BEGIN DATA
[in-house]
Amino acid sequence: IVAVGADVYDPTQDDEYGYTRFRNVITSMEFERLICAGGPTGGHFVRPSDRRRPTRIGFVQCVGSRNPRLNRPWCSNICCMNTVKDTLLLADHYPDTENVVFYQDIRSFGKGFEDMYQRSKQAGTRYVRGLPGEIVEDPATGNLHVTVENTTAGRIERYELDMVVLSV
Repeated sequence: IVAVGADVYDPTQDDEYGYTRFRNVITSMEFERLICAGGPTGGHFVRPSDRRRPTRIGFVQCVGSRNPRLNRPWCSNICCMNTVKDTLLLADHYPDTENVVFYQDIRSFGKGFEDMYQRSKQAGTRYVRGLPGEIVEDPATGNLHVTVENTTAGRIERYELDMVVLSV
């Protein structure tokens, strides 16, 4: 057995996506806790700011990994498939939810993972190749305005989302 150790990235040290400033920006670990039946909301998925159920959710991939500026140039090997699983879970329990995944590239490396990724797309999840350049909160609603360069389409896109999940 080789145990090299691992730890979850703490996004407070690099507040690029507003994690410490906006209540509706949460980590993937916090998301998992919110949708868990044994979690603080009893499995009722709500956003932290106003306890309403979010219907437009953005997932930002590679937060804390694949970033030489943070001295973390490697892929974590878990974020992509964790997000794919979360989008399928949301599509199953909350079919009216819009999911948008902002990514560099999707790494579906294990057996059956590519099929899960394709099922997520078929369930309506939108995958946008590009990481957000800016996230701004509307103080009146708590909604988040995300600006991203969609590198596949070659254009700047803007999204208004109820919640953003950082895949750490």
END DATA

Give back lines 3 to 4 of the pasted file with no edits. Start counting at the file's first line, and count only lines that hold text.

Repeated sequence: IVAVGADVYDPTQDDEYGYTRFRNVITSMEFERLICAGGPTGGHFVRPSDRRRPTRIGFVQCVGSRNPRLNRPWCSNICCMNTVKDTLLLADHYPDTENVVFYQDIRSFGKGFEDMYQRSKQAGTRYVRGLPGEIVEDPATGNLHVTVENTTAGRIERYELDMVVLSV
């Protein structure tokens, strides 16, 4: 057995996506806790700011990994498939939810993972190749305005989302 150790990235040290400033920006670990039946909301998925159920959710991939500026140039090997699983879970329990995944590239490396990724797309999840350049909160609603360069389409896109999940 080789145990090299691992730890979850703490996004407070690099507040690029507003994690410490906006209540509706949460980590993937916090998301998992919110949708868990044994979690603080009893499995009722709500956003932290106003306890309403979010219907437009953005997932930002590679937060804390694949970033030489943070001295973390490697892929974590878990974020992509964790997000794919979360989008399928949301599509199953909350079919009216819009999911948008902002990514560099999707790494579906294990057996059956590519099929899960394709099922997520078929369930309506939108995958946008590009990481957000800016996230701004509307103080009146708590909604988040995300600006991203969609590198596949070659254009700047803007999204208004109820919640953003950082895949750490």